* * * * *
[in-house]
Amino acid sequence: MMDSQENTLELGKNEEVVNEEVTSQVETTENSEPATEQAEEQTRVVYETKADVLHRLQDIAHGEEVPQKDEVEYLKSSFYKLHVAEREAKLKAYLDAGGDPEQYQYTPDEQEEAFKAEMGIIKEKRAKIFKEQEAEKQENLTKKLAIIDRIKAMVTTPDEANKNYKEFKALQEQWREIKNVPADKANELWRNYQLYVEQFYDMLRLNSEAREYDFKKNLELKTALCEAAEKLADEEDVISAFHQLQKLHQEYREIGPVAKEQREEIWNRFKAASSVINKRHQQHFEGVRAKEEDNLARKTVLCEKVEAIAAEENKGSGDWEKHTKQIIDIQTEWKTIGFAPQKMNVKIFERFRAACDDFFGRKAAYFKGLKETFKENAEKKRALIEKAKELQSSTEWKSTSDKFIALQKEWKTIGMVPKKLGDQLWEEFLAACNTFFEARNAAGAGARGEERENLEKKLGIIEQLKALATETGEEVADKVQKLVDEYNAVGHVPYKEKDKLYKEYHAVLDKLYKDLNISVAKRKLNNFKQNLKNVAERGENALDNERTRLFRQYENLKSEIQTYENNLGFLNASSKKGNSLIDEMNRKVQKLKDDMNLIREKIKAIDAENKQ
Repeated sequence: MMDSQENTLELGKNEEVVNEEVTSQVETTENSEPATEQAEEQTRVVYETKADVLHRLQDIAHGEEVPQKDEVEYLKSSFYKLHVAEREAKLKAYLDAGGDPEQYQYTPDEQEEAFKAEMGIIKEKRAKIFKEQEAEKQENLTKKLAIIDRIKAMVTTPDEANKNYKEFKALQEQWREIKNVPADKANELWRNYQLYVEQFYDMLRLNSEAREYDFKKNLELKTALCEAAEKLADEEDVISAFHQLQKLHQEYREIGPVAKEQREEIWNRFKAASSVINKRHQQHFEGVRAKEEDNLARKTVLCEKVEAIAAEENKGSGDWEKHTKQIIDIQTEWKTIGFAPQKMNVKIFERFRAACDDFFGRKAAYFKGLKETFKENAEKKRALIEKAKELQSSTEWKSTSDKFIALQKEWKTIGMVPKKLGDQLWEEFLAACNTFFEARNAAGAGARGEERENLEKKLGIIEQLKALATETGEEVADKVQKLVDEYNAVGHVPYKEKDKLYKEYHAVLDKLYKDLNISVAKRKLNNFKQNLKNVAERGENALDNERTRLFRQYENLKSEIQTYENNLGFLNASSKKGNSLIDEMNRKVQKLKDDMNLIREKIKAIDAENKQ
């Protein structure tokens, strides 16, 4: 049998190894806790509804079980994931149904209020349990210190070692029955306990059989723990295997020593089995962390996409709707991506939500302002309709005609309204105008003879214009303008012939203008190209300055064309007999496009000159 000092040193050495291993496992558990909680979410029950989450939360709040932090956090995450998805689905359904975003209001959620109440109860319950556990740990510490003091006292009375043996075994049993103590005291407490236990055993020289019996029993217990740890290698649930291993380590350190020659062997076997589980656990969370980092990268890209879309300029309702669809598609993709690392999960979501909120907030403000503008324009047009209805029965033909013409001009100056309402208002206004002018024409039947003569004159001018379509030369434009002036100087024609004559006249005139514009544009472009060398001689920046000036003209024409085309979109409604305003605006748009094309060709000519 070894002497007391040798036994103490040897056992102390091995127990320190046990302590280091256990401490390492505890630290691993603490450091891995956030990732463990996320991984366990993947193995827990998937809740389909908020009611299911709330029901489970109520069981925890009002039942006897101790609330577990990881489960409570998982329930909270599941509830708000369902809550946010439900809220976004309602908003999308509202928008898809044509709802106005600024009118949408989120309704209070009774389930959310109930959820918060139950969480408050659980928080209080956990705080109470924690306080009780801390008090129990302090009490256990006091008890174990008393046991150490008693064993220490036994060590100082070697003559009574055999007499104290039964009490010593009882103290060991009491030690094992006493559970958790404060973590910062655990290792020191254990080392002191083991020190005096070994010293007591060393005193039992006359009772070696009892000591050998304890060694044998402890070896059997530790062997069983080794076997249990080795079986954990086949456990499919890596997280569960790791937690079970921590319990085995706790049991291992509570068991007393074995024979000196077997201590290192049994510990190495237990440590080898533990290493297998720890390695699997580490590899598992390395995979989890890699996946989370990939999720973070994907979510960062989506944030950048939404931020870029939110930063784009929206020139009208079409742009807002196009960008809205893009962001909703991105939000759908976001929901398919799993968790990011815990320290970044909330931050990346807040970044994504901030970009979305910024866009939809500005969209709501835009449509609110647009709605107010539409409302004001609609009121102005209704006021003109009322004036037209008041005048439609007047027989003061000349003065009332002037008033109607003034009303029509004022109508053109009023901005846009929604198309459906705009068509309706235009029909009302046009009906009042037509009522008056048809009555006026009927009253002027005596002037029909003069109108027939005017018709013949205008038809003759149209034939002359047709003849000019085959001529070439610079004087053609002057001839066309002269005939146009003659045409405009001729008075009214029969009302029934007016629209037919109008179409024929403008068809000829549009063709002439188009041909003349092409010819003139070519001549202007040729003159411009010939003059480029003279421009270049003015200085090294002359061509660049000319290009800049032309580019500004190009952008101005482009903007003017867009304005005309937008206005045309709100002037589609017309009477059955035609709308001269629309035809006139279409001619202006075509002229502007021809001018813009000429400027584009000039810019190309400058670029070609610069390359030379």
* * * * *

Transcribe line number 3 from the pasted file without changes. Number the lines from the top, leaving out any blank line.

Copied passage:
Repeated sequence: MMDSQENTLELGKNEEVVNEEVTSQVETTENSEPATEQAEEQTRVVYETKADVLHRLQDIAHGEEVPQKDEVEYLKSSFYKLHVAEREAKLKAYLDAGGDPEQYQYTPDEQEEAFKAEMGIIKEKRAKIFKEQEAEKQENLTKKLAIIDRIKAMVTTPDEANKNYKEFKALQEQWREIKNVPADKANELWRNYQLYVEQFYDMLRLNSEAREYDFKKNLELKTALCEAAEKLADEEDVISAFHQLQKLHQEYREIGPVAKEQREEIWNRFKAASSVINKRHQQHFEGVRAKEEDNLARKTVLCEKVEAIAAEENKGSGDWEKHTKQIIDIQTEWKTIGFAPQKMNVKIFERFRAACDDFFGRKAAYFKGLKETFKENAEKKRALIEKAKELQSSTEWKSTSDKFIALQKEWKTIGMVPKKLGDQLWEEFLAACNTFFEARNAAGAGARGEERENLEKKLGIIEQLKALATETGEEVADKVQKLVDEYNAVGHVPYKEKDKLYKEYHAVLDKLYKDLNISVAKRKLNNFKQNLKNVAERGENALDNERTRLFRQYENLKSEIQTYENNLGFLNASSKKGNSLIDEMNRKVQKLKDDMNLIREKIKAIDAENKQ